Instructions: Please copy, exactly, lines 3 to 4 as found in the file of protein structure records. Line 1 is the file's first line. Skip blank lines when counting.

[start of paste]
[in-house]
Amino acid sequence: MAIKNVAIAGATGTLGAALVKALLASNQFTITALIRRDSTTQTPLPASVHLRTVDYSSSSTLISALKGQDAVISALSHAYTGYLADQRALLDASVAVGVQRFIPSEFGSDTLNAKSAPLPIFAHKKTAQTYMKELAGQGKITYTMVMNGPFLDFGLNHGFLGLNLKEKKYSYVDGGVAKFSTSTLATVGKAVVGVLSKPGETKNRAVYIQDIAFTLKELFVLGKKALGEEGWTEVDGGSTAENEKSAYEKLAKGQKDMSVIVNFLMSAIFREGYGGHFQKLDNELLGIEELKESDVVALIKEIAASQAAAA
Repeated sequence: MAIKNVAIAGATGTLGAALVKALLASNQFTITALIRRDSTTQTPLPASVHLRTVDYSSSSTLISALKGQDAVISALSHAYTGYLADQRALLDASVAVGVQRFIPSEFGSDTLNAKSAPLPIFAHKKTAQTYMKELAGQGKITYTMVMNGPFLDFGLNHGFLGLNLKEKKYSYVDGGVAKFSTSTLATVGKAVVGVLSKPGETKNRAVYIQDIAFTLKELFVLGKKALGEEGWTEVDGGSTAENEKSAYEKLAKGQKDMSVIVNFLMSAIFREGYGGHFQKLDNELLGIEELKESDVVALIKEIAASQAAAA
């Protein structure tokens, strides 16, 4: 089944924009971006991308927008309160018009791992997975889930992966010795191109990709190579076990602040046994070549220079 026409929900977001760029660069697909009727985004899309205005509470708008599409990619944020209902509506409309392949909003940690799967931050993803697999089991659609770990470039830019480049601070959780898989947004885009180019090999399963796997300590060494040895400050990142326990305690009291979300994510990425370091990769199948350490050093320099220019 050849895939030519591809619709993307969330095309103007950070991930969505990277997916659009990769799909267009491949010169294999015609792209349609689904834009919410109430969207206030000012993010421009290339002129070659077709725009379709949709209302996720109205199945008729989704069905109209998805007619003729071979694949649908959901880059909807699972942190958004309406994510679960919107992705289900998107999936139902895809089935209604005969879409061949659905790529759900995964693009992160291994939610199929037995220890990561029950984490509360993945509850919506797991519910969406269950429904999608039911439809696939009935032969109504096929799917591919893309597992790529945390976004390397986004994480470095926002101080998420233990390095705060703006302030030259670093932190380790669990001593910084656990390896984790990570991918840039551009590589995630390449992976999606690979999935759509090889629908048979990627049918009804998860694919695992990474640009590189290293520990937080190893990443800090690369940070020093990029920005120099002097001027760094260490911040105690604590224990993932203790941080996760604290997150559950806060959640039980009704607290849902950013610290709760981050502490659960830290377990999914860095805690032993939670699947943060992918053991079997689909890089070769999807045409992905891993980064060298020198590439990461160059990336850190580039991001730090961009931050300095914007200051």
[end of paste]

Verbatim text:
Repeated sequence: MAIKNVAIAGATGTLGAALVKALLASNQFTITALIRRDSTTQTPLPASVHLRTVDYSSSSTLISALKGQDAVISALSHAYTGYLADQRALLDASVAVGVQRFIPSEFGSDTLNAKSAPLPIFAHKKTAQTYMKELAGQGKITYTMVMNGPFLDFGLNHGFLGLNLKEKKYSYVDGGVAKFSTSTLATVGKAVVGVLSKPGETKNRAVYIQDIAFTLKELFVLGKKALGEEGWTEVDGGSTAENEKSAYEKLAKGQKDMSVIVNFLMSAIFREGYGGHFQKLDNELLGIEELKESDVVALIKEIAASQAAAA
């Protein structure tokens, strides 16, 4: 089944924009971006991308927008309160018009791992997975889930992966010795191109990709190579076990602040046994070549220079 026409929900977001760029660069697909009727985004899309205005509470708008599409990619944020209902509506409309392949909003940690799967931050993803697999089991659609770990470039830019480049601070959780898989947004885009180019090999399963796997300590060494040895400050990142326990305690009291979300994510990425370091990769199948350490050093320099220019 050849895939030519591809619709993307969330095309103007950070991930969505990277997916659009990769799909267009491949010169294999015609792209349609689904834009919410109430969207206030000012993010421009290339002129070659077709725009379709949709209302996720109205199945008729989704069905109209998805007619003729071979694949649908959901880059909807699972942190958004309406994510679960919107992705289900998107999936139902895809089935209604005969879409061949659905790529759900995964693009992160291994939610199929037995220890990561029950984490509360993945509850919506797991519910969406269950429904999608039911439809696939009935032969109504096929799917591919893309597992790529945390976004390397986004994480470095926002101080998420233990390095705060703006302030030259670093932190380790669990001593910084656990390896984790990570991918840039551009590589995630390449992976999606690979999935759509090889629908048979990627049918009804998860694919695992990474640009590189290293520990937080190893990443800090690369940070020093990029920005120099002097001027760094260490911040105690604590224990993932203790941080996760604290997150559950806060959640039980009704607290849902950013610290709760981050502490659960830290377990999914860095805690032993939670699947943060992918053991079997689909890089070769999807045409992905891993980064060298020198590439990461160059990336850190580039991001730090961009931050300095914007200051």